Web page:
Cornus mas, known as the cornelian cherry, is a native to eastern Europe and western Asia. This species was well known to the ancient Greeks and Romans, and is contemporarily regarded as an ornamental species in temperate regions worldwide. Although the common name is the cornelian cherry this species is from the dogwood family, Cornaceae (whereas cherry is more typically associated with Prunus avium, Prunus cerasus and other closely-related taxa within the Rosaceae).
Cornus mas is a species of economic importance. According to Lee Reich in the Arnoldia article, Cornelian Cherry from the Shores of Ancient Greece (PDF), the bright red fruit is edible raw, dried, or preserved. The drupes (botanical fruit-types) of this species are high in vitamin C content (twice that of oranges). They can be a bit tart, but later develop sweetness as they ripen. The Turkish use the cornelian cherry to flavour a fruit drink known as serbert. In the Ukraine, the fruits are juiced, bottled as soft drinks, made into conserves, fermented into wine, distilled into liquor or dried.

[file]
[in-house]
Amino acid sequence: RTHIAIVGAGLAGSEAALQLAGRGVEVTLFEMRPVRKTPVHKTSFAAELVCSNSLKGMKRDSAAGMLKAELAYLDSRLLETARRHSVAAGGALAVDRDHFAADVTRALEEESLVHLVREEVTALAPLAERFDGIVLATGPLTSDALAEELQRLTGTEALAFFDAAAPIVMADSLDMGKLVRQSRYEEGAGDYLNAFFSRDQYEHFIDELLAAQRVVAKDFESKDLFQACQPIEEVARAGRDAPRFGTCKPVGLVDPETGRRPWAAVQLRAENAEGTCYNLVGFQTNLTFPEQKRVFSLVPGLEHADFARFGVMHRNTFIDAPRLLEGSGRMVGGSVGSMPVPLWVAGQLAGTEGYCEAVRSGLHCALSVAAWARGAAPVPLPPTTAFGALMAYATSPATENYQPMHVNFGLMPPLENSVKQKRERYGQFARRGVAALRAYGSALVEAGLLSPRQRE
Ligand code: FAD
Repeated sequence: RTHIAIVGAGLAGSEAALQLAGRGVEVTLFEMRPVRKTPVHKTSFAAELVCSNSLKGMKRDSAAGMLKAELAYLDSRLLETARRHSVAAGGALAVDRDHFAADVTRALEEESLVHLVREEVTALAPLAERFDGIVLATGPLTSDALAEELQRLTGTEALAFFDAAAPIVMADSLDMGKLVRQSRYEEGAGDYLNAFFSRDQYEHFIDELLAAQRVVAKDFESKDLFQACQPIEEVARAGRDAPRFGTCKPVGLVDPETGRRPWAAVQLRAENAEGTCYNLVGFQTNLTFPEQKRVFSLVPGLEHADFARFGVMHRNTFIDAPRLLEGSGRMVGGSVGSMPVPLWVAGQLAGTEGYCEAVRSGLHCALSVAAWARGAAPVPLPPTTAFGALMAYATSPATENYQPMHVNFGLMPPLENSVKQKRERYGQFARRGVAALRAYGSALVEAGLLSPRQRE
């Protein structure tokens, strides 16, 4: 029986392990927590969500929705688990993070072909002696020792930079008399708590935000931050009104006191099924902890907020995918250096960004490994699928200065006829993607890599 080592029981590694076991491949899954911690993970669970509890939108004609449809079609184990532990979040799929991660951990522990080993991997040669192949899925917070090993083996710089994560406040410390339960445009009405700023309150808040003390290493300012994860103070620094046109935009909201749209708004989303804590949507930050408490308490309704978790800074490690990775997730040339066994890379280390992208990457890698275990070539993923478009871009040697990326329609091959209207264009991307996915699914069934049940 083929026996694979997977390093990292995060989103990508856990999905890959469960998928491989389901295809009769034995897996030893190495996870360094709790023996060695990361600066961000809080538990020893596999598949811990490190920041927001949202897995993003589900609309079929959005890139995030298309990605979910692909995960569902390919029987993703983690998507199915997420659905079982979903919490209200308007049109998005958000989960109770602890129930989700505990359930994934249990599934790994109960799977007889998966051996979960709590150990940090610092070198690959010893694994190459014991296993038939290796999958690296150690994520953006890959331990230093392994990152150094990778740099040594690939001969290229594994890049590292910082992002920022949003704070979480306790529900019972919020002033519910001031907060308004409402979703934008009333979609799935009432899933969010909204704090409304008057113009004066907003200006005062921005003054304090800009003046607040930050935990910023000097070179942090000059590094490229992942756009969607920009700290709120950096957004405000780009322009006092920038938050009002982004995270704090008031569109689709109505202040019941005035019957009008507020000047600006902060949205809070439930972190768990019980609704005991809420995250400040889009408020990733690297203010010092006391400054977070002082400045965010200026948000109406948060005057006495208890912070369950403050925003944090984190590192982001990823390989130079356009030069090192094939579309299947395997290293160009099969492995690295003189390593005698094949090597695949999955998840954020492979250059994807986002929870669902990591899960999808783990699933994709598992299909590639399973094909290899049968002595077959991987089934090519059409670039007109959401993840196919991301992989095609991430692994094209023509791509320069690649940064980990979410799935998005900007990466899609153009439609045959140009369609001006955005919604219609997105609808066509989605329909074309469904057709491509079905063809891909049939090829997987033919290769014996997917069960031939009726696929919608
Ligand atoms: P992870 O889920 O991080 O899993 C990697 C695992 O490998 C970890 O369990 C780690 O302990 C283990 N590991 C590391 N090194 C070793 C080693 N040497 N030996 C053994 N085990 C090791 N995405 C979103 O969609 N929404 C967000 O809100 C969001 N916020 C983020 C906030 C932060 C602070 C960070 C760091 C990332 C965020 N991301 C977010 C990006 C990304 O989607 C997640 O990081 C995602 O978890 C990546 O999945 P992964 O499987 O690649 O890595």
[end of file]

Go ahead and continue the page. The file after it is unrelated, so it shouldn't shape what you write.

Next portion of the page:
The species also has non-edible uses. The wood of Cornus mas is extremely dense–so heavy in fact that it does not float in water. In ancient times, the wood was used for spokes and wheels, shaped into wedges for splitting other woods, or worked into pins, bolts and weapons such as spears. In modern times, the wood of the cornelian cherry is highly valued by wood turners for the production of tools or machine parts.